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Angolan Activists Create a Platform To Monitor Presidential Elections

Election material of the ruling MPLA party and its candidate João Lourenço, used with permission (Jiku).

Angola is currently in the middle of campaigning for the upcoming elections on August 23, 2017. This will be the first time since independence that the current president, José Eduardo dos Santos, will not be a candidate.

The electoral list was approved by the central committee of the ruling party, Movimento Popular pela Libertação de Angola (MPLA), on February 4 and is led by the former defence minister, General João Lourenço, who will become the country’s president if MPLA wins the elections.

Among the opposition, two well-known parties are competing — the União Nacional para a Independência Total de Angola (UNITA) and the alliance Convergência Ampla de Salvação de Angola (CASA-CE). In terms of voters, 9.4 million Angolans will be called to the ballot box.

A great deal of distrust exists regarding the transparency of these elections. For example, the late invitation to European Union (EU) observers and the non-observance of measures requested by the EU are the main reasons they refuse to monitor the elections. Eurodeputy Ana Gomes accused Angolan authorities of being uninterested in EU monitoring:

A verdade é que as autoridades angolanas não quiseram dar condições para essa missão ir a Angola, porque caso contrário tinham feito o convite há muito tempo. Portanto, se o Governo angolano escolheu apresentar o convite tão tardiamente, inclusivamente depois de uma missão de peritos eleitorais que a UE enviou para Angola e nem sequer no convite reuniu as condições básicas, que sabe perfeitamente que são exigidas pela UE porque são padrões para qualquer país onde a UE vá observar, então a minha conclusão é que, de fato, não havia vontade política nenhuma das autoridades angolanas convidarem a UE para observar as eleições.

The truth is that the Angolan authorities did not want to provide the conditions for this mission to go to Angola, because otherwise they would have sent the invitation long ago. So, if the Angolan government chose to send the invitation so late, including after a mission of electoral experts that the EU sent to Angola and not even the invitation met the basic conditions, which it knows perfectly well that they are required by the EU because they are the standards for any country where the EU goes to monitor, then my conclusion is that, in fact, there was no political will of the Angolan authorities to invite the EU to observe the elections.

Among civil society organizations, the association Handeka has put forward the project Jiku, an initiative which envisages that citizens, beyond simply voting, assume the role of election monitors on election day. Jiku aims to gather information on one platform — www.jikuangola.org — giving people a place to redirect all their complaints and demands.

The website explains that “Jiku” is a Kikongo word meaning “a sitting for a wise discussion of problems, normally around the campfire”, and is simultaneously the first part of the word “Jikulumessu”, meaning “open the eye”.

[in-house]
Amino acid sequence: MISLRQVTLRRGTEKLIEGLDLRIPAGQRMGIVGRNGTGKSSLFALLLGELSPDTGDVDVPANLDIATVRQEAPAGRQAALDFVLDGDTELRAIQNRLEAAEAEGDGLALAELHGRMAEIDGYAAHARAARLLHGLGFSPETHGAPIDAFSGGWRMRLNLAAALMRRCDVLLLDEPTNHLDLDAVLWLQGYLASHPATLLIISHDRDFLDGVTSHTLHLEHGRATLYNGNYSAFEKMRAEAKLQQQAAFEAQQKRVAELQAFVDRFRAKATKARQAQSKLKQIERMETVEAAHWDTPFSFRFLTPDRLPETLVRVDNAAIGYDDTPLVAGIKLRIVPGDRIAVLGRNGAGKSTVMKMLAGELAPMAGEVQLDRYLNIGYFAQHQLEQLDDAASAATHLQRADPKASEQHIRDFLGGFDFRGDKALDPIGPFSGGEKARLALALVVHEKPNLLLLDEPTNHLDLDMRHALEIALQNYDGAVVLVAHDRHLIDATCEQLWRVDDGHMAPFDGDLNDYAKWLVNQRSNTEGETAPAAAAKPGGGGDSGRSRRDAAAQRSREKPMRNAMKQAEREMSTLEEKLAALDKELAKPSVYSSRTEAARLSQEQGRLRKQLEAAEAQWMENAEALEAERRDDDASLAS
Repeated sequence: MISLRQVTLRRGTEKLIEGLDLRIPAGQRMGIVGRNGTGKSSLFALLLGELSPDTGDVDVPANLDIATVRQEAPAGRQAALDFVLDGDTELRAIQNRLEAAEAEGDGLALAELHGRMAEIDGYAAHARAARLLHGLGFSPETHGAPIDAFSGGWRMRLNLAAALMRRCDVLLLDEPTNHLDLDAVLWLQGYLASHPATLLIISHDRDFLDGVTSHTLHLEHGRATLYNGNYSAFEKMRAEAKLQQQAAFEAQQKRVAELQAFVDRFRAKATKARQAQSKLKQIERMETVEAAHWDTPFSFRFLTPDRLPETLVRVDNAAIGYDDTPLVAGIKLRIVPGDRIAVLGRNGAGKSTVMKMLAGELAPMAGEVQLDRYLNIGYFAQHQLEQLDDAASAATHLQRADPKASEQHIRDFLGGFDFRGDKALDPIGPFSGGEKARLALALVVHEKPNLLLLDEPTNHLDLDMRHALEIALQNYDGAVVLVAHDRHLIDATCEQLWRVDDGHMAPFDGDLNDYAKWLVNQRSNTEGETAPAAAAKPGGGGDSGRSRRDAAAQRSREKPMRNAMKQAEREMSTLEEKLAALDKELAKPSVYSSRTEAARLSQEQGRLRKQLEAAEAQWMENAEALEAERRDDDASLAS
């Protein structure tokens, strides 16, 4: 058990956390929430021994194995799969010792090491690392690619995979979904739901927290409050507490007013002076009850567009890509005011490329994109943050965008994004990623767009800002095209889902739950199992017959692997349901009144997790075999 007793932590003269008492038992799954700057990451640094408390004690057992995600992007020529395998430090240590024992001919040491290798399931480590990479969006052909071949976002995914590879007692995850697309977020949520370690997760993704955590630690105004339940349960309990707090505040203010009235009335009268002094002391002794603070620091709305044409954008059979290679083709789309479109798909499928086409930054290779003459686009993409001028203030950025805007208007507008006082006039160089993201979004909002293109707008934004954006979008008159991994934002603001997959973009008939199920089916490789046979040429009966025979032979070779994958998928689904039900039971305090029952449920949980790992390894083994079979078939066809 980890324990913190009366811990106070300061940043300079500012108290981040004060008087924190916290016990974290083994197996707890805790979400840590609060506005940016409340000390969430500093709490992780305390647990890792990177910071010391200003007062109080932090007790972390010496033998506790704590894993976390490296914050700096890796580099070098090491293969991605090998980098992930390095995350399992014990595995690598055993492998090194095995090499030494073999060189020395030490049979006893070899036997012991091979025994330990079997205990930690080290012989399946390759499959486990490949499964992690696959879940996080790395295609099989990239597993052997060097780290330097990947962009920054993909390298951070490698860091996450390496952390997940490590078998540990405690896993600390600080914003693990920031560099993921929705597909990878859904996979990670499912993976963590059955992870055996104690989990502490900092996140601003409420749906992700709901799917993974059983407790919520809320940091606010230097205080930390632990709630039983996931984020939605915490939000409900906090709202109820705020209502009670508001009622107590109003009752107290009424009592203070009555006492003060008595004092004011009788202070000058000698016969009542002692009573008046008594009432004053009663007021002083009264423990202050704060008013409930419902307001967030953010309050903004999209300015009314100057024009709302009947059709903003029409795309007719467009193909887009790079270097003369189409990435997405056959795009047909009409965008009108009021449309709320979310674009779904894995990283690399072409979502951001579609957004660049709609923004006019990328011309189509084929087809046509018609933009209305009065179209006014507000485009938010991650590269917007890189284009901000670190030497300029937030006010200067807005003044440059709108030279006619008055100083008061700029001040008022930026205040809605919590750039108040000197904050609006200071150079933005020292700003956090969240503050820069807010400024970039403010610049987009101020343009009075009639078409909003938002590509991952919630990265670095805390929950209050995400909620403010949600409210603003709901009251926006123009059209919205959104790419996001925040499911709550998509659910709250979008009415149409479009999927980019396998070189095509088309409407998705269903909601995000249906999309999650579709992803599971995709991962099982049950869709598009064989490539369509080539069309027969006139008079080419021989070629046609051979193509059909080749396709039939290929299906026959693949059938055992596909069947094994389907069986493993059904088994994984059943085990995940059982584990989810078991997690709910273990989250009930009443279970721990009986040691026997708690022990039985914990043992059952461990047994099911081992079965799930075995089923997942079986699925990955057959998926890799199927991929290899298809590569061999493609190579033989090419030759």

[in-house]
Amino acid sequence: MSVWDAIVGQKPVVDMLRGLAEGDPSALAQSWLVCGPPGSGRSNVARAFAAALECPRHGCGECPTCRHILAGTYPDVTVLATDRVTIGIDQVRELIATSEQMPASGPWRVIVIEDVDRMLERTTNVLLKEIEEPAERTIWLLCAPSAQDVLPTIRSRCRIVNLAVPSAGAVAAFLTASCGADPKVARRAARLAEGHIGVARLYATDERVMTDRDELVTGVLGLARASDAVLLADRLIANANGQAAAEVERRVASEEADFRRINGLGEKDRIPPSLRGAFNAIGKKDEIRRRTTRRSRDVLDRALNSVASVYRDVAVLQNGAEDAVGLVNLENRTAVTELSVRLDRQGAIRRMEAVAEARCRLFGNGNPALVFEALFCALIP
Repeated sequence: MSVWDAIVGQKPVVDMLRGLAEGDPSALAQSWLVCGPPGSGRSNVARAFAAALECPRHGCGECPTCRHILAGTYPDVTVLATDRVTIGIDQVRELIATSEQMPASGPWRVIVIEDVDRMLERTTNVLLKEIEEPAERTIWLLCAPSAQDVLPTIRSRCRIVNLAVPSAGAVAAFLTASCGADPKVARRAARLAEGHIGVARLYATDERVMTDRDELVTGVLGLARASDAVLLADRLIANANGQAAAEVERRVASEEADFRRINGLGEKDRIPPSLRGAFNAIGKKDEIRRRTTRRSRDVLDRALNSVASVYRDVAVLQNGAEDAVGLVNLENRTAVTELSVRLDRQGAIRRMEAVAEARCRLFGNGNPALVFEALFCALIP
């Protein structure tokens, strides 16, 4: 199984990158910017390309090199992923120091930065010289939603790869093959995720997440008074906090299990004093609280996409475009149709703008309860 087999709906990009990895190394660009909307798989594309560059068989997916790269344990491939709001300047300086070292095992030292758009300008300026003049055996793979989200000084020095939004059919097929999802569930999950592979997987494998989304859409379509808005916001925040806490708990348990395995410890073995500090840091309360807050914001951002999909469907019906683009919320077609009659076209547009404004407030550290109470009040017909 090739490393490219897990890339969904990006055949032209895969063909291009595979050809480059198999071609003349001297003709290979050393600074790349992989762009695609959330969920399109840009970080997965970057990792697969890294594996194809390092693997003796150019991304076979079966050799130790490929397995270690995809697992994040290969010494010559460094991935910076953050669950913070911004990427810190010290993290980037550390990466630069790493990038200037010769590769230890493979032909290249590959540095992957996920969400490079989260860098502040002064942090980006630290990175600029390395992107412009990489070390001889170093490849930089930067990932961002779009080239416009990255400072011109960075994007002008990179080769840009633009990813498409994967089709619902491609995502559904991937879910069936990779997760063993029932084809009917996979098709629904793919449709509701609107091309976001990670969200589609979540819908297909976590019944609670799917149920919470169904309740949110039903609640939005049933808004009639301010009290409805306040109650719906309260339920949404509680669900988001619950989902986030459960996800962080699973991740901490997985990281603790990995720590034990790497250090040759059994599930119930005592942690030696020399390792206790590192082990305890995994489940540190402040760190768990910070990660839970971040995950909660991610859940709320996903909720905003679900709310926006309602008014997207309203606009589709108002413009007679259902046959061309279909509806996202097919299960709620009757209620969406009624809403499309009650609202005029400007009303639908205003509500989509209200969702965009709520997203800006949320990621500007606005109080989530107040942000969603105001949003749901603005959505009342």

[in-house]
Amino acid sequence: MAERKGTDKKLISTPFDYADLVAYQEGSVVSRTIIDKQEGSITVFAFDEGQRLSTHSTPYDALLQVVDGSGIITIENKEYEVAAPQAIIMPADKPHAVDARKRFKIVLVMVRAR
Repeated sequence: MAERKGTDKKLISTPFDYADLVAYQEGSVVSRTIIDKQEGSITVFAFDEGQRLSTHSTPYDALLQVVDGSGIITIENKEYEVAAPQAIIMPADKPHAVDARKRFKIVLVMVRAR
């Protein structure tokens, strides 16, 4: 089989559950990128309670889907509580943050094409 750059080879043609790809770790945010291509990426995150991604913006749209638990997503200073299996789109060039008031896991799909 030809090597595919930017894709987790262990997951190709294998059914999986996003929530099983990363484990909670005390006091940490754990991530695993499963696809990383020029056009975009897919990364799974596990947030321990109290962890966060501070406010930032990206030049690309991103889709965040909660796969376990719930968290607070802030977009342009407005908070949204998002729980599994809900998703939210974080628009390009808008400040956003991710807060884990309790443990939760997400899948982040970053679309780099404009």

Jiku involves several well-known Angolan figures, such as the ex-prime minister Marcolino Moco, and Luaty Beirão and Mbanza Hamza of the 15+2 group of human rights activists, who were controversially detained for months on security charges, before later being released.

In an interview with DW África, the activist Luaty Beirão explained the central idea of Jiku:

Incentivar as pessoas a não se comportarem como eleitores numa democracia comum onde as pessoas vão, votam, escolhem o seu candidato e voltam para casa. Porque todos nós nos queixamos de vícios e irregularidades eleitorais, então é preciso que todos se comportem como monitores eleitorais e que estejam atentos.

Encourage people to not behave like voters in an ordinary democracy where the people go, vote, choose their candidate and go back home. Because all of us complain of malpractice and electoral irregularities, so it is necessary that everybody acts as election monitors and remains alert.

In a Facebook post, Jiku’s page also questioned the role of the traditional authorities in the elections:

AUTORIDADES TRADICIONAIS E AS ELEIÇÕES

Depois de exatamente 1 hora de direto da TV Zimbo às atividades que ocorreram em simultâneo esta manhã no Huambo (‘Candidato’ João Lourenço) e Luanda (Higino Carneiro no Kilamba Kiaxi), eis que somos brindados com uma ‘autoridade tradicional’ que, encorajada pelo jornalista e citando atabalhoadamente uma passagem bíblica, confessa ter abençoado João Lourenço e que mais ninguém pode ser abençoado.

TRADITIONAL AUTHORITIES AND THE ELECTIONS

After exactly 1 hour of live transmission of TV Zimbo of the activities which took place this morning simultaneously in Huambo (‘Candidate’ João Lourenço) and Luanda (Higino Carneiro in Kilamba Kiaxi), here we are treated to a ‘traditional authority’ that, encouraged by the journalist and haphazardly quoting a biblical passage, confessed to having blessed João Lourenço and that nobody else could be blessed.

This initiative resembles the project Txeka, created by young activists in Mozambique during the 2014 elections, whose mission was to observe and monitor every moment of the elections.

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